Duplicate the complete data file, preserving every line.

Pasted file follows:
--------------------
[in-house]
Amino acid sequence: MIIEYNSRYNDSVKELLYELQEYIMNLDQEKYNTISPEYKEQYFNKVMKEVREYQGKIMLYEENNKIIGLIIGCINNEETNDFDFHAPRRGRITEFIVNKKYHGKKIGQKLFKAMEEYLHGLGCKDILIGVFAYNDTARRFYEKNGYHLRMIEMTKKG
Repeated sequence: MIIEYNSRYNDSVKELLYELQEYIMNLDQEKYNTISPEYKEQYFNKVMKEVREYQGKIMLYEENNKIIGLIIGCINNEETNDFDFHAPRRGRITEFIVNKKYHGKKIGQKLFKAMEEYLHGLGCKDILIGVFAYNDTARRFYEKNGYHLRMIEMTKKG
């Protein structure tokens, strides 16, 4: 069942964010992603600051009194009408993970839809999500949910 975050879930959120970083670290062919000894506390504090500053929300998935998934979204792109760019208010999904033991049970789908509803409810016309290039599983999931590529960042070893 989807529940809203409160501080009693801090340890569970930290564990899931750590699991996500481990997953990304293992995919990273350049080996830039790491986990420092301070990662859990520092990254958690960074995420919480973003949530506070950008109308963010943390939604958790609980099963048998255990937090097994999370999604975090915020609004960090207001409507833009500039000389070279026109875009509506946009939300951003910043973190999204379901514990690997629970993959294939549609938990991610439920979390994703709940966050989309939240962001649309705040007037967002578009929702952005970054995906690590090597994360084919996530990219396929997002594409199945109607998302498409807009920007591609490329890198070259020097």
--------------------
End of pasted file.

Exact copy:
[in-house]
Amino acid sequence: MIIEYNSRYNDSVKELLYELQEYIMNLDQEKYNTISPEYKEQYFNKVMKEVREYQGKIMLYEENNKIIGLIIGCINNEETNDFDFHAPRRGRITEFIVNKKYHGKKIGQKLFKAMEEYLHGLGCKDILIGVFAYNDTARRFYEKNGYHLRMIEMTKKG
Repeated sequence: MIIEYNSRYNDSVKELLYELQEYIMNLDQEKYNTISPEYKEQYFNKVMKEVREYQGKIMLYEENNKIIGLIIGCINNEETNDFDFHAPRRGRITEFIVNKKYHGKKIGQKLFKAMEEYLHGLGCKDILIGVFAYNDTARRFYEKNGYHLRMIEMTKKG
């Protein structure tokens, strides 16, 4: 069942964010992603600051009194009408993970839809999500949910 975050879930959120970083670290062919000894506390504090500053929300998935998934979204792109760019208010999904033991049970789908509803409810016309290039599983999931590529960042070893 989807529940809203409160501080009693801090340890569970930290564990899931750590699991996500481990997953990304293992995919990273350049080996830039790491986990420092301070990662859990520092990254958690960074995420919480973003949530506070950008109308963010943390939604958790609980099963048998255990937090097994999370999604975090915020609004960090207001409507833009500039000389070279026109875009509506946009939300951003910043973190999204379901514990690997629970993959294939549609938990991610439920979390994703709940966050989309939240962001649309705040007037967002578009929702952005970054995906690590090597994360084919996530990219396929997002594409199945109607998302498409807009920007591609490329890198070259020097």